Facebook (FB) was slammed Wednesday on news that it would spend $2 billion to purchase virtual reality startup Oculus. The company immediately lost $6 billion in market capitalization -- or, as Doug Kass pointed out, the equivalent of three Oculi.
Still, I like this deal, and I like Facebook for the long haul. Facebook is using mostly stock for the Oculus purchase, with only $400 million of the total to be paid in cash, so it's a relatively low-risk transaction. I also liked last month's WhatsApp deal, and the market seemed to concur, as Facebook marched to an all-time high soon afterward.
However, if you have a shorter time frame in mind, you may want to avoid Facebook. Oculus could turn out to be a great investment, but right now it doesn't really matter. What does matter is that Facebook is a high-valuation company: Shares are trading at about 100x this year's earnings, and at 37x next year's estimated earnings. That is exactly the type of stock you don't want to own right now, regardless of how you feel about this deal. It's better to own cheap tech stocks such as Microsoft (MSFT) and Cisco Systems (CSCO), as I've explained here.
Facebook took it on the chin yesterday, plunging below its 50-day moving average (blue) for the first time this year.
What about Facebook rival Twitter (TWTR)? I still think Twitter's potential is underestimated by the market, and I still love it in the long term, but I'm not going to hang on to it as it falls. Twitter is trading at more than 200x next year's earnings estimates, so based on current market trends it is going lower. I'll certainly buy it back when this phase has passed, but there is no point in hanging on when highly valued stocks are so clearly out of favor.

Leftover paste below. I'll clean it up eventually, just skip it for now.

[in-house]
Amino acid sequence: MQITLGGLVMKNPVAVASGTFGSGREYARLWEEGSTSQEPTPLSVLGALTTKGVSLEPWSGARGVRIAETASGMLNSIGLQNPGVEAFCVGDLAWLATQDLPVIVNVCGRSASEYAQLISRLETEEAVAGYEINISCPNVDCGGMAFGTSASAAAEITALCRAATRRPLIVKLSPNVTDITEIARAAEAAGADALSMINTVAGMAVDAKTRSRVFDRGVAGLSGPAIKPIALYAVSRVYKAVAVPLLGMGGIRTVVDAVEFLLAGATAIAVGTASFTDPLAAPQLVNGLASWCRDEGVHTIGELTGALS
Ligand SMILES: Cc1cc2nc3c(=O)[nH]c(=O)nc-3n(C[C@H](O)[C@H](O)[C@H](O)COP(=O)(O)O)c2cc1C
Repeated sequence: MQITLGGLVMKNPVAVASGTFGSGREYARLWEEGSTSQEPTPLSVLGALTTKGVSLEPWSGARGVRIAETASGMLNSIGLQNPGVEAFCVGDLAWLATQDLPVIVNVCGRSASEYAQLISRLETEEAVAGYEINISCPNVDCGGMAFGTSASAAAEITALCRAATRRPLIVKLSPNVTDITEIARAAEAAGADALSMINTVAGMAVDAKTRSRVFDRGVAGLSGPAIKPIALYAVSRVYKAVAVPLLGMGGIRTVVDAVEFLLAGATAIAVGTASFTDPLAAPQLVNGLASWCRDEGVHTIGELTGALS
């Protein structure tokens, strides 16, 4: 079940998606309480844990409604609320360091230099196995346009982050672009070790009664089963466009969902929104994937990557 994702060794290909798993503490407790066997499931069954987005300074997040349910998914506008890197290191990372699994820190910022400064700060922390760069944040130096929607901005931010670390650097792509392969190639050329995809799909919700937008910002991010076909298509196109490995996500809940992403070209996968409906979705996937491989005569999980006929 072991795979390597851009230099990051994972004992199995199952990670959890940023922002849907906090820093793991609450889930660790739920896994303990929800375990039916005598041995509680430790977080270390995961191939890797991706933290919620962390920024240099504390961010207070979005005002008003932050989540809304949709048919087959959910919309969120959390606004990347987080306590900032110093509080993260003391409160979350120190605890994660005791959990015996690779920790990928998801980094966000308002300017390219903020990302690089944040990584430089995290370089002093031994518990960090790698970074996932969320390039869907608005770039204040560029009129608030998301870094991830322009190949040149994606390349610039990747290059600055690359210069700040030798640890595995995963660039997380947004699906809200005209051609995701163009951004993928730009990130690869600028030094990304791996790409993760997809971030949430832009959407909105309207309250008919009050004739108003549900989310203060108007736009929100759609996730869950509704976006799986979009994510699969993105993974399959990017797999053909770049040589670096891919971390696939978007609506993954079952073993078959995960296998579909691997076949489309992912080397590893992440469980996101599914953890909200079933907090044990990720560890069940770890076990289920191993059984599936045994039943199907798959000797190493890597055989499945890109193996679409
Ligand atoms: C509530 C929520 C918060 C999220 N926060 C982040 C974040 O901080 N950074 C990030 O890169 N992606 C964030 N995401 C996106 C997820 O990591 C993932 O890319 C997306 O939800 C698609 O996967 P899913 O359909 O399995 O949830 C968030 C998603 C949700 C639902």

Again, though, I think the Oculus deal could work well for Facebook. Remember this mantra: Facebook wins by getting everyone on its platform and keeping them there. Via the WhatsApp acquisition, Facebook users will be able to contact just about anyone at any time. If Facebook can provide a unique, immersive gaming experience to go along with that, it gives people another reason to go there -- particularly young people.
Just as with the WhatsApp acquisition, Oculus seems aimed at the young users who've been losing interest in Facebook. Think of this from the perspective of a teenager, and you'll understand the appeal of both WhatsApp and Oculus. Adults might have a more difficult time understanding, because most of us don't spend our days chatting with friends and playing video games. But, with those two purchases, Facebook could solidify a position as the go-to website for young people around the world. Facebook is attempting to provide young people with the things they want the most in an attempt to get them on the platform and keep them there.